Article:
1. #1
    Chief 50
    Firehouse.com Guest

    Question Numbering of Apparatus

    Our county is looking at renumbering apparatus to address the issue of units which serve multiple applications. Also, there are those who feel it best to simply say in plain english what a particular unit is. Currently, we use a numbering system.
    Your unit number is your company number, then a second number which shaws the type of unit. 1-9 are officers. 11-19 are engines. 20-29 are tankers. 30-39 equipment trucks. 40-49 rescue trucks. 50-59 ladder trucks/towers. 60-69 brush units. 70-79 ambulances. 80-89 special units. So
    an engine from company 12 would be 12-11.
    With the advent of units such as engine-rescue, Pumper-Tankers, mini pumpers, etc. This gets very confusing. Our ambulances use a 70 series number on the fire radio, and a three digit number on the EMS radio.
    We would like to change to a system which is simple, easily understood, and basicly is in plain english. For example. Co. 12's Pumper-Tanker would be called Pumper-Tanker 12. Co. 12's Engines if they had two would be Engine 1-2-1 and Engine 1-2-2. I would like to hear how other regions number their apparatus. No sense in reinventing the wheel. Please either leave me info here, or email it to ffmedicmo@aol.com Thanks. Mo

  2. #2
    e33
    Firehouse.com Guest

    Lightbulb

    Our county does it this way...
    Station number followed by two digit unit number.

    Fire-

    Officers: 60-Chief, 70 Deputy, 80-Captain, 90-99 lower officers and fire police.

    Engines: 61-65
    Ladder 69
    Tankers 71-75
    Field trucks/Light Trucks/Support Units 81-85
    Rescue Engine 68
    Fire Dept Rescue Truck 89

    An engine from station 33 would be 33-61.

    EMS
    Officers: 50-Chief/Captain, All other officers use letter suffix after 50. (Asst Chief would be 50a).

    Ambulances: 51-54
    EMS based Rescue Trucks: 56/57
    Rescue Ambulance: 55
    Support units: 58/59
    Marine units 5 (this is a suffix number added to the 2 digit staion number) ex. marine 495.

    A rescue truck from station 49 would be 49-56.

    This system does not allow for expansion currently. My squad has used up all the available numbers allocated by the county.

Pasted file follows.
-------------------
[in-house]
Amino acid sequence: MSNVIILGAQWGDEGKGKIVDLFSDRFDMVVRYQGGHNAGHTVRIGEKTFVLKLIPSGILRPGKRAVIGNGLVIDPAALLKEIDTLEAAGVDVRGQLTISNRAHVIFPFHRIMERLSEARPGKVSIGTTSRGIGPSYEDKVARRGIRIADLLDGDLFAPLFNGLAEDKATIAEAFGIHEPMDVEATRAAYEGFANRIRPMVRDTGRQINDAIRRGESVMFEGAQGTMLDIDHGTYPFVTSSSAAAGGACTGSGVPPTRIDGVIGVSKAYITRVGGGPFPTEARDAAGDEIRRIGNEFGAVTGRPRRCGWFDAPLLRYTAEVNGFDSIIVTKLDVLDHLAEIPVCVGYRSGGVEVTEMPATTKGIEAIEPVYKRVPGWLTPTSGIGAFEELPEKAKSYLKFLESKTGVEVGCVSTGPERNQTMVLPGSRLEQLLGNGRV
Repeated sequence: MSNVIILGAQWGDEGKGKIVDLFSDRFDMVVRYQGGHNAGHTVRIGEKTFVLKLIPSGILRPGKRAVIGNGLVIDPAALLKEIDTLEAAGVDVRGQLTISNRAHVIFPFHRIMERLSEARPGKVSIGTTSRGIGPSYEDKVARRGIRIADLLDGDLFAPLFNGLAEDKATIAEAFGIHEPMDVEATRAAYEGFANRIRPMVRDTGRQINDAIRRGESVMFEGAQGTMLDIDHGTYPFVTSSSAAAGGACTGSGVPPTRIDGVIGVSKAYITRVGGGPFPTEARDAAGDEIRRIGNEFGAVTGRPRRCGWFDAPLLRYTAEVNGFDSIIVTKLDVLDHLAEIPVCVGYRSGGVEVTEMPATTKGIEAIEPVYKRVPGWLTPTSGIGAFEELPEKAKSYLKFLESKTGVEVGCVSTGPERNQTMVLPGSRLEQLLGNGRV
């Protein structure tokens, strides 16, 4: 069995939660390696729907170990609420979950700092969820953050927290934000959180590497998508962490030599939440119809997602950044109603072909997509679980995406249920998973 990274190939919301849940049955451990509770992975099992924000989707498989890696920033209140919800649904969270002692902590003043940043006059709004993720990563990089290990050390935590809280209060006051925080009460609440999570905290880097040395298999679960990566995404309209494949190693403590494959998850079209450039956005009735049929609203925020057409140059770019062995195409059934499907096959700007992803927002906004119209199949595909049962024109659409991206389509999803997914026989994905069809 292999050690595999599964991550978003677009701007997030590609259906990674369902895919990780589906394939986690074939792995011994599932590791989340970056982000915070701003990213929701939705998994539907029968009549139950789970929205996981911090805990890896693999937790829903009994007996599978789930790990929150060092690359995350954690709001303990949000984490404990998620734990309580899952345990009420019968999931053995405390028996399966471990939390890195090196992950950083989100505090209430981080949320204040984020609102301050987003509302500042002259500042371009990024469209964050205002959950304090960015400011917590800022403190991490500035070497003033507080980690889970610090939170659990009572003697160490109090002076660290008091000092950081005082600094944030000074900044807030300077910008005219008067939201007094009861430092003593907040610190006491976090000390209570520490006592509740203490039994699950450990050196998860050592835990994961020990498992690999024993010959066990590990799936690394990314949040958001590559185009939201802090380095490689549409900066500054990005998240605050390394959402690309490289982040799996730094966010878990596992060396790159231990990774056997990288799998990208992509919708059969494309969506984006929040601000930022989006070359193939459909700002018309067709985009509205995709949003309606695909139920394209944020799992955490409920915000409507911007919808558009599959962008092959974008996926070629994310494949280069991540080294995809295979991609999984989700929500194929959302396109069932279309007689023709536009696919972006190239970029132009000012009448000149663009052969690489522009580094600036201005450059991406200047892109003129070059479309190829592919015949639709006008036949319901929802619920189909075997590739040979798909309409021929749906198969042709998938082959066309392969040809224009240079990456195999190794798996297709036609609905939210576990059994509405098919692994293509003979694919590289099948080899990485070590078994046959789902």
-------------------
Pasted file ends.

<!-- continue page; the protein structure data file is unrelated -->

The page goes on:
A suggestion that we have tossed around is plain text identifiers.

    This would allow you to have as many engines as you wanted and not have to worry about using up all allocated numbers. Engine 33-1, Engine 33-2 instead of 33-61, 33-62 etc. Rescue 49 instead of 49-56. For mutual aid calls its easier if you dont have to think of what type of unit it is by the number..so its easier to understand that engine 33-1 is my second due..not 33-62 which I have to know is an engine. Now the next company who gets a second ladder will not have a number for it.

    Your rescue pumper could be "Rescue Engine XX" instead of coding it with a number.

    [This message has been edited by e33 (edited November 05, 1999).]

  3. #3
    Romania
    Firehouse.com Guest

    Post

    For our paid department and the Pheonix Fire Automatic Aid System we use a very simple and easy to use system. Agencies are assigned series of numbers based on their size.

    Guadalupe has 240 - 249. So everybody knows that Engine 241 is a gusadlupe engine company. Units are designated in plain talk. ENgine, Ladder, Rescue, Utility, Battalion, Car, etc.

    I think this system work well.


    ------------------
    Alan Romania, CEP
    romania@uswest.net
    IAFF Local 3449

    My Opinions do not reflect the opnions of the IAFF or Local 3449.



  4. #4
    DED1645
    Firehouse.com Guest

    Wink

    In Jersey it varies from county to county, but Gloucster Co. has district numbers followed by a station number then the appararus number.
    22-31 is district 22, station 3, engine 1
    officers for thid would be 22-301 chief and so on threw the officers.
    1-3 are engines
    4 are tankers
    5 are power wagons or brush units
    6 are arial pieces
    7 are utilities or cascades
    8 are rescues
    9 are squads
    Other examples are 22-35 is our power wagon, our district tower is 22-46(district 22, station 4 , and piece 6.
    The squads may vary slightly from the 9 for if there are multiple squads in the town that are not combined. 22-89 is a seperate squad from 22-91. And station 22-4 has a squad as part of the station numbered 22-49. It sounds difficult, but no more than trying to understand your system.


    ------------------
    David DeCant
    firefighter/NREMT-B
    Originally Mantua,NJ
    Presently Lindenwold,NJ(I'm not a member of any of this District's dept's.)



  5. #5
    Ledbelly
    Firehouse.com Guest

    Post

    Shortly after I started we went from individual numbers...612, 620, etc to the plain English. (The EMS units were all 670-something) The units are (now) id'ed by type and station; Eng1, Eng 1-2, Tanker1, EMS1, Eng 3, EMS3, CFR2, CFR3, CFR4, etc. We spent a lot of time in rookie school learning which vehicles were which/where...seems like plain English is easier/more abbreviated. Of course, if you have a whole lot of apparatus, it could still be a mouthful.

  6. #6
    wannabe-EMT
    Firehouse.com Guest

    Post

    In my area, it works two ways:

    1) The city numbers their units with a plain English description and a number, like Engine 56, Medic 13, Truck 30, Rescue 1, etc. The numbers are, as far as I know, just the numbers of the units, and have nothing to do with where they are.

    2) The county has station numbers. So, for example, the local volunteer station #28 would have Engine 281, Engine 282, Ladder 283, etc. The first two digits represent the station, the last one represents the unit. (Duh.) I find that makes more sense, as it lets one know immediately where a unit is coming from.